When I slid the picture across the table you would have thought I never uttered a word about the possibility of a pregnancy. He was honestly shocked. I can’t help but laugh at that image in my mind now wondering how he could really be so naieve.

After that things got stressful. Not physically. I had barely felt any nausea or really any symptoms at all. But emotionally things were hard. He wasn’t particularly excited about the situation and he was very clear that it was to be kept a secret until a decision was made. Although I made it very clear from the start that my decision was already made.

The next couple months were full of secrets. I had to sneak out of work again to go get my 18 week ultrasound. I could only share the news of finding out I was having a girl with my best friend. It was a lonely and confusing time.

Then around 20 weeks I remember sitting on the couch and my pajama shirt riding up a little. My mom made a comment about me looking a little bloated and tried to touch my stomach. I all but jumped out of my skin. Terrified the baby would kick at the exact wrong time.

Knowing that the jig was almost up I told my boyfriend it couldn’t wait any longer. I was starting to show and it was getting too far along. His first response when I said I was going to tell them was that he should just leave town back to his mom’s since they’d be so mad (sometimes I wish I told him to go but I know that is selfish). After some thought he decided to stay but he came up with a story that I was expected to follow. To keep the heat on myself. I was to tell them that I just found out a few weeks before and that I had just told him that day. And because I felt like I had no choice and I didn’t know how to explain why I’ve been hiding it for 5 months, I told the story.

When I told my mom I was pregnant she said “Are you sure?”. Oh yes I was sure. But from the very first night I told them, they were supportive. They never tried to make me feel bad or like I was disappointing them.

The following months were fairly calm. When my seasonal job ended I started working at a maternity store that gave employees a big discount. I was in university and still attended classes. I celebrated my 19th birthday quietly at home. And I did what was needed to prepare to bring home a baby. My parents never pressured me to move out or drop out of school. They helped me rearrange things in the house so that we would be able to mainly have the basement space as our own. I bought a TON of baby gear during baby days at Toys R’ Us and my mom threw me an amazing baby shower where people really spoiled us.

photo of Melissa cradling and looking down at her baby bump smiling.
Baby Shower Day!

For that period of time it seemed as though everyone (including my boyfriend) was on board and excited for the new arrival. I was starting to feel prepared.

I was due on December 22nd but I really didn’t want to be in the hospital for Christmas. One because that didn’t sound like a great way to spend my Christmas and two because I didn’t think sharing your birthday with Christmas would be very fun.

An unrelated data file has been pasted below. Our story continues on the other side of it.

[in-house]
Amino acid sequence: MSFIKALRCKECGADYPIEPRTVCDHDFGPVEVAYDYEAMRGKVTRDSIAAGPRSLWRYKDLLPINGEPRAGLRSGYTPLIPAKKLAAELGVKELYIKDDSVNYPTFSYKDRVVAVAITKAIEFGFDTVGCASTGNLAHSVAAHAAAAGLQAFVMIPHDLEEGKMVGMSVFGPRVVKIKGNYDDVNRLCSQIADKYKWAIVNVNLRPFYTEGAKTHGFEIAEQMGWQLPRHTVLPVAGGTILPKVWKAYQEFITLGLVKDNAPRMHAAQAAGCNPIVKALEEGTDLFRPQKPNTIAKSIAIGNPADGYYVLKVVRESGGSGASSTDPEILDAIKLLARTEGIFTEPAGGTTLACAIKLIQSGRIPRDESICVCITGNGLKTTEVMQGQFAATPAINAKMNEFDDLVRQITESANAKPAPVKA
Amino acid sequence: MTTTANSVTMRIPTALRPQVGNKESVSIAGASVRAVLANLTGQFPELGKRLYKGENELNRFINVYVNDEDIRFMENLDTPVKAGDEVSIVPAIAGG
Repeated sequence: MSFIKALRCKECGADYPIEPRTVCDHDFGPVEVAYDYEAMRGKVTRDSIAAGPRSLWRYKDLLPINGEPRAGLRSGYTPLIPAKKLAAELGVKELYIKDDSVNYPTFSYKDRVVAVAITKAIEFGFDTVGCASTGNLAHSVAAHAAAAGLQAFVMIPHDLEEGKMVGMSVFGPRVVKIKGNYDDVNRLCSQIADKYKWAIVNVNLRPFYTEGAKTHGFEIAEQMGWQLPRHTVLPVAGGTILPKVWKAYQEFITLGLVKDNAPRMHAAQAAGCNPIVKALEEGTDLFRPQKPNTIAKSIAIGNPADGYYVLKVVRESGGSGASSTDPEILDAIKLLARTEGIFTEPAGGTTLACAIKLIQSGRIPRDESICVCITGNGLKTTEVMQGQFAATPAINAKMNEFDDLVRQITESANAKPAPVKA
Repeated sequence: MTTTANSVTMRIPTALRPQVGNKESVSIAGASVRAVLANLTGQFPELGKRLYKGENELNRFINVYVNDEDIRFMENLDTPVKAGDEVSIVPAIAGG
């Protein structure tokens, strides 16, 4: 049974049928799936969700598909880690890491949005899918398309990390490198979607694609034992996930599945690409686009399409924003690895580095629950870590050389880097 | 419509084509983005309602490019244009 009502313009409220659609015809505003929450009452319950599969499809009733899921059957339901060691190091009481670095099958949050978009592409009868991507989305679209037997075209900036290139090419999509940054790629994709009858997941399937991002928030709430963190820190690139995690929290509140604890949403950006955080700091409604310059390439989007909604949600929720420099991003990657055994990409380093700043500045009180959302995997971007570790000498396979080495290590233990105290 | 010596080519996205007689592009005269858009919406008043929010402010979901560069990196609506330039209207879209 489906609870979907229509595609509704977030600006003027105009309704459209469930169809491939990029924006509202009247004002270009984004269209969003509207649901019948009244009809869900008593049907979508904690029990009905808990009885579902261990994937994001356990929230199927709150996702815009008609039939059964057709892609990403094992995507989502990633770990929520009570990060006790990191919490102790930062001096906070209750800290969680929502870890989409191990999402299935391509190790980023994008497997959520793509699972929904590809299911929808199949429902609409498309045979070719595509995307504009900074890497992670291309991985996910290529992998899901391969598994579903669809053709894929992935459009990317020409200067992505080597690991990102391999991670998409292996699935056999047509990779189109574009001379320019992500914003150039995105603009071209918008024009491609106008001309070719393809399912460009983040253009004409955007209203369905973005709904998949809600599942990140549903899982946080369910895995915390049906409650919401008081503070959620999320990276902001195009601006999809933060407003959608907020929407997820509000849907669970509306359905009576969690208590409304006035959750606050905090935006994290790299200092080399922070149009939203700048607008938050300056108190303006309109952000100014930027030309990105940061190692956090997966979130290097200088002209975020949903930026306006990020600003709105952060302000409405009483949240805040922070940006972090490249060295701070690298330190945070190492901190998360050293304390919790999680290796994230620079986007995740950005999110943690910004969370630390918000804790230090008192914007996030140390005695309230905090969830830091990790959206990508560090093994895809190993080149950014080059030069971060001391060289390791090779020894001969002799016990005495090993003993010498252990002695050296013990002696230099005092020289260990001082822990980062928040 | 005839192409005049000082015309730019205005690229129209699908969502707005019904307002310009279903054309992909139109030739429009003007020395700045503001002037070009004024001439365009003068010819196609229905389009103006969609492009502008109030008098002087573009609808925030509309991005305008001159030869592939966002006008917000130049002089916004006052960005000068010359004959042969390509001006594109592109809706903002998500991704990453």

But nine days before my due date I remember slightly waking up to a weird popping sound just before 6 in the morning and as I laid there for a minute I started to feel the gushing. My water had broke.

Being my first baby, and being 19, I had no idea what to expect. I thought your water just breaking was really only a thing that happened in shows. Everyone I had known made it seem like there was hours of contractions before their water maybe broke or that the doctors had to do it for them. So when I woke up to that with no previous signs of labor I definitely went back to feeling unprepared.

I still remember how much water it was. I never thought it would be SO much. And I remember being confused about where the pain was. Oh those innocent 15 minutes before my first contraction hit haha. I was changing in the bathroom telling my mom I didn’t really feel anything when I got the first one. It hit me out of nowhere and it was long. I started having contractions 5 minutes apart and 1 minute in length from the very first one. Since I was struggling and my water had already broke we decided to head to the hospital pretty quickly.

I had to stop several times in the hallways to fold myself into a ball and struggle through the contractions. When we finally got to the right floor they told me to go change and then they would check how dilated I was. Since I was only 38 weeks and my doctor was pretty hands off I had never had a cervical check before. The nurses face when she checked looked so confused I started to feel embarrassed. All I was thinking was that here I am this little 19 year old folding over in the hallway in unbearable pain and I’m probably not even dilated yet and am about to be sent home to wait.

But I definitely misread that confusion as my triage bed was quickly rolled down the hall and nurses were trying to set up so quickly they were dropping the sterile tools on the ground in a panic. I was dilated to 9 cm.

I was scared because my mom was still downstairs registering me and I wasn’t prepared to have a fully natural delivery. Luckily I was saved that fear when the OB came and checked me and told me that we were gonna be awhile since the baby was facing the wrong way. So even though I was already 9 cm I was allowed to receive an epidural and we weren’t in a hurry.

After that things were pretty calm for being in active labor. The epidural made the contractions barely noticeable. It was a few hours until I was told I could start pushing. It was just the nurse, my mom, my boyfriend, and me. When I was close to delivering they brought in the doctor (and six interns) and I was still pretty heavily numb. The epidural caused some struggles with delivery because I couldn’t tell when was the most effective time to push (during contractions) but soon enough she was here.

On December 13th 2013 at 2:23pm, Hailey Olivia was born.

Photo of newborn Hailey swaddled in a pink blanket laying in the hospital bassinet.
Hailey Olivia.

And just like that I was a mom.

Thank you for following our journey!

The Time I Fainted in a Wedding Dress.

Throwback Thursday – Life Before LCA.

Have you ever thought back on a moment in time and been completely blown away wondering how you ended up at your current state. That sums up my second pregnancy.